Fed Marks Maiden Lane 1 At Multi Year Highs, Even As BlackRock Strips Away 60% Of Interest Rate Blowout Hedges
According to today's H.4.1 report, as of yesterday, the Fed evaluates its holdings of the CDO-laden, Bear Stearns legacy Maiden Lane 1 portfolio at $28.4 billion, the highest it has been since October 2008. This represents a value of about 40% of what the Fed disclosed were Maiden Lane 1's assets as of March 31, or $73.4 billion. This in itself is not all too remarkable: as the chart below shows, the Fed's MaidenLane 1 custodian and manager, BlackRock, seems to correlate the asset vallue of ML1 not with any particular market, but merely with the exponential curve. The likelihood that this most recent "pricing" is indicative of the true value of the ML1 assets is laughable.
What we do note, however, was the May 21 update that the FRBNY posted to its ML1 holdings, which we had missed previously. Going through it, it becomes apparent that even as the passive section of the portfolio is completely dormant as it should be, BlackRock is actively rolling off interest rate hedges in what is certainly a sign that the Fed is ever less worried about increasing interest rates.
The table below indicates the Rate/FX hedges on Maiden Lane 1 as of January 29
While the hedges as of March 31 are shown below:
It is obvious that even as the Fed rolled its March 5,10 and 30 Year hedges into June, it let the March 2010 Eurodollar hedges expire without a comparable roll into March 2011, and neither did it roll the Mar10 TY C, and the Mar10 TYH0 P, and the April10 TYM0. Oddest is that while the March contracts, one can argue, merely expired, the April TYM0 was actively sold off as this is a snapshot as of March 31, i.e., prior to expiration. Also, the actual notional of all hedges, with the exception of the June and Sept Euro$ hedges, declined. And even that particular increase is a bet on potential FX vol, not interest rate volatility!
This is very troubling.
As the cost to roll and retain these hedges is negligible, especially since taxpayers are paying the cost of carry, this kind of lack of fiduciary prudence is cause for alarm. Either the Fed is convinced there is no chance in hell rates will ever go higher, or it is perfectly happy to risk impairing a $28 billion portfolio from a spike in interest rates. We previously discussed the hedging of Maiden Lane 1 by Blackrock here, when we asked why the Fed bothers to hedge its Maiden Lane portfolio when it has $1 billion DV01 on its broader interest-rate sensitive asset holdings. We now have our answer: in under a month, the Fed has reduced its interest rate hedges by roughly 60% (we don't have enough data to construct a full delta-hedged profile of ML1 at this point, and since the Fed is a bastion of secrecy, we likely never will).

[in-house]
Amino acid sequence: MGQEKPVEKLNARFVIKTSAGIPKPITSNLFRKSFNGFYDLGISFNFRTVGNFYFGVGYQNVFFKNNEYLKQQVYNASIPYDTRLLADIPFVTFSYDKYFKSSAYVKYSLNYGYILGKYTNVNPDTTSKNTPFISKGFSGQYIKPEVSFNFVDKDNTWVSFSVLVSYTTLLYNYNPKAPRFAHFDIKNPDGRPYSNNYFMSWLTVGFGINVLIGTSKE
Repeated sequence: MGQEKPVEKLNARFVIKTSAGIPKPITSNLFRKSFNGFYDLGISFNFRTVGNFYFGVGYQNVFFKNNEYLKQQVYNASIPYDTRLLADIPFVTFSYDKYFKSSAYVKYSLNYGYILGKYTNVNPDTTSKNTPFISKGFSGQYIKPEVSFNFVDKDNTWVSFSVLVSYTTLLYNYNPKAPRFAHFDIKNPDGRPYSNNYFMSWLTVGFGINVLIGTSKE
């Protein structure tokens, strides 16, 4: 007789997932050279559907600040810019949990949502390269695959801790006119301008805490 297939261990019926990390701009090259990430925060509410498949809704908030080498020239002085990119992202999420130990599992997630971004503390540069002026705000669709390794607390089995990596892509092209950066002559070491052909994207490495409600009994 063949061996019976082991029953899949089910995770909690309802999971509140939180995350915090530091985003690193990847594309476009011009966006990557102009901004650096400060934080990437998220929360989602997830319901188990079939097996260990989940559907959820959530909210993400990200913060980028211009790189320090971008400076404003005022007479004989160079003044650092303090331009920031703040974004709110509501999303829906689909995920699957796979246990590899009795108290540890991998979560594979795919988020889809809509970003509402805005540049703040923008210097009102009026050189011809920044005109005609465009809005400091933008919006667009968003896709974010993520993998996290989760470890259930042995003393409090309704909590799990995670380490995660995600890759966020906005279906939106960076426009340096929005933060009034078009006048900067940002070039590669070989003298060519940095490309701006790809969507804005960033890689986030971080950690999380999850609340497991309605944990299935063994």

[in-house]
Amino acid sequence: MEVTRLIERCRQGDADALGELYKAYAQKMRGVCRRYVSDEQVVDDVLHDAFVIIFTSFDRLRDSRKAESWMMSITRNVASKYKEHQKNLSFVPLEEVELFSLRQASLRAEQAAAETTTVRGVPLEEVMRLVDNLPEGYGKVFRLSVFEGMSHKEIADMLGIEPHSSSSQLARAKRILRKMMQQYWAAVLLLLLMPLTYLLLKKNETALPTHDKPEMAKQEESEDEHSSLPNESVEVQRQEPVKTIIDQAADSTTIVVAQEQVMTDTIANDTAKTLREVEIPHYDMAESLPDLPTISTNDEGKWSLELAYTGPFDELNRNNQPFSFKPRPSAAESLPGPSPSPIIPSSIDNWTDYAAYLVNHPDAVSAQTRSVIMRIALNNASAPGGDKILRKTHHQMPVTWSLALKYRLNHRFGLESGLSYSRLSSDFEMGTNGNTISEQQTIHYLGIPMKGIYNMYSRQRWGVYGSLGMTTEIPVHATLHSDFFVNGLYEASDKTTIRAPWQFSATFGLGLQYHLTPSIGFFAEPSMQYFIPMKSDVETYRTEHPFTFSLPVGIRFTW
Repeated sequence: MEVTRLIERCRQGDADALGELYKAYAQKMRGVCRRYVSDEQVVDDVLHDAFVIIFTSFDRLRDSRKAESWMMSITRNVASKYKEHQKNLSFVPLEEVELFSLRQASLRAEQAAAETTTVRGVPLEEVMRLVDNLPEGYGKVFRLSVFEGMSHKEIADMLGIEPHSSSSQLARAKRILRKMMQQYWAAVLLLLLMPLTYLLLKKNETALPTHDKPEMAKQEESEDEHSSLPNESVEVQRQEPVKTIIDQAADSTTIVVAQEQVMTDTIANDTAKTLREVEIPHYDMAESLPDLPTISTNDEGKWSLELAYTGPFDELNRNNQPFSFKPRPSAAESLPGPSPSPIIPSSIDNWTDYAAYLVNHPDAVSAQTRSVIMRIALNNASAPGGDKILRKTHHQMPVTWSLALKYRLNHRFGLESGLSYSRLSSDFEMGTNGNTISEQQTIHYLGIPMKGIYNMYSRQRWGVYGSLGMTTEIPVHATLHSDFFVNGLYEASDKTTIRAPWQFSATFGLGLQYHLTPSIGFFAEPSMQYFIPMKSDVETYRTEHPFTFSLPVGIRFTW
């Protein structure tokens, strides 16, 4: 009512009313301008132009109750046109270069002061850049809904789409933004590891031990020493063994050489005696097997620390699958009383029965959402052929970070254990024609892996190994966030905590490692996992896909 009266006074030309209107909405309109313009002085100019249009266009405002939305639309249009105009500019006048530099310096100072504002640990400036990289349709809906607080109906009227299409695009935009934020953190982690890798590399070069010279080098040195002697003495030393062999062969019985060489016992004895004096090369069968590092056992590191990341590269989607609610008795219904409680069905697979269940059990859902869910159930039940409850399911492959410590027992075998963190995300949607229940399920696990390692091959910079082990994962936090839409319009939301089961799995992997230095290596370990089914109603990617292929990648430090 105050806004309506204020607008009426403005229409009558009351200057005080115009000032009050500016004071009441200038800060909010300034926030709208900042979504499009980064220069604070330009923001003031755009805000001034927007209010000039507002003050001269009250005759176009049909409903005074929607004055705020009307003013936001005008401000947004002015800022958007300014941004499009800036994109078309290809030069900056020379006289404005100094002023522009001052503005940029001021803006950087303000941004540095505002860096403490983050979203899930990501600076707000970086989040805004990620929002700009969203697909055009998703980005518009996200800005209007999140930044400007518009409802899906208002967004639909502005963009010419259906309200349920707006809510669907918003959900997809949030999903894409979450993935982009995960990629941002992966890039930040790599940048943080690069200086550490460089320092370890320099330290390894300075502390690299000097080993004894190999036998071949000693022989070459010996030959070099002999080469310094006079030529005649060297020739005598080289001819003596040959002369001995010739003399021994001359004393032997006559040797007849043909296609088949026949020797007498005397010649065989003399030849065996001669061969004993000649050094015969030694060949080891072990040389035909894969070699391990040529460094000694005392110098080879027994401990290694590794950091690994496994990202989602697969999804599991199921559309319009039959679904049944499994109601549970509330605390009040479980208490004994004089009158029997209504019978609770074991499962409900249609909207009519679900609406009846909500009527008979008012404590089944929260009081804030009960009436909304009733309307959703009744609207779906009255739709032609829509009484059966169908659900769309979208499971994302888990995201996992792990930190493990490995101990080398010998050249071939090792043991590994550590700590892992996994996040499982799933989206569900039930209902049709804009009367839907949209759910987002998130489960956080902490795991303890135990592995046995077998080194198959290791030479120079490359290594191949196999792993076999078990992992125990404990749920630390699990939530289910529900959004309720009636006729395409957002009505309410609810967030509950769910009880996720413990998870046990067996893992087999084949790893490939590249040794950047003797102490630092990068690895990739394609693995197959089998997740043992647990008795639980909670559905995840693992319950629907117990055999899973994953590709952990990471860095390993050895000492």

What is critical is the thinking behind this process. Obviously the Fed, in an act that has no economic utility to taxpayers, has decided to save a few nickels as it is all too aware there is no interest spiking risk. As such, any interest rate hedging now is fully token. But one wonders, why did the Fed increase its FX hedging, even as it cut massively interest rate risk? Who else would do such a thing absent the near certainty that rates are not only going to stay flat, but decline? Is this indirect evidence that the Fed is continuously manipulating rate markets in a fashion that removes any uncertainty about widening? We submit this, among the other thousands of questions, that the only knowledgeable regulator, Brooksley Born, should ask of Ben Bernanke at the next opportunity by the FCIC to question to Fed chairman.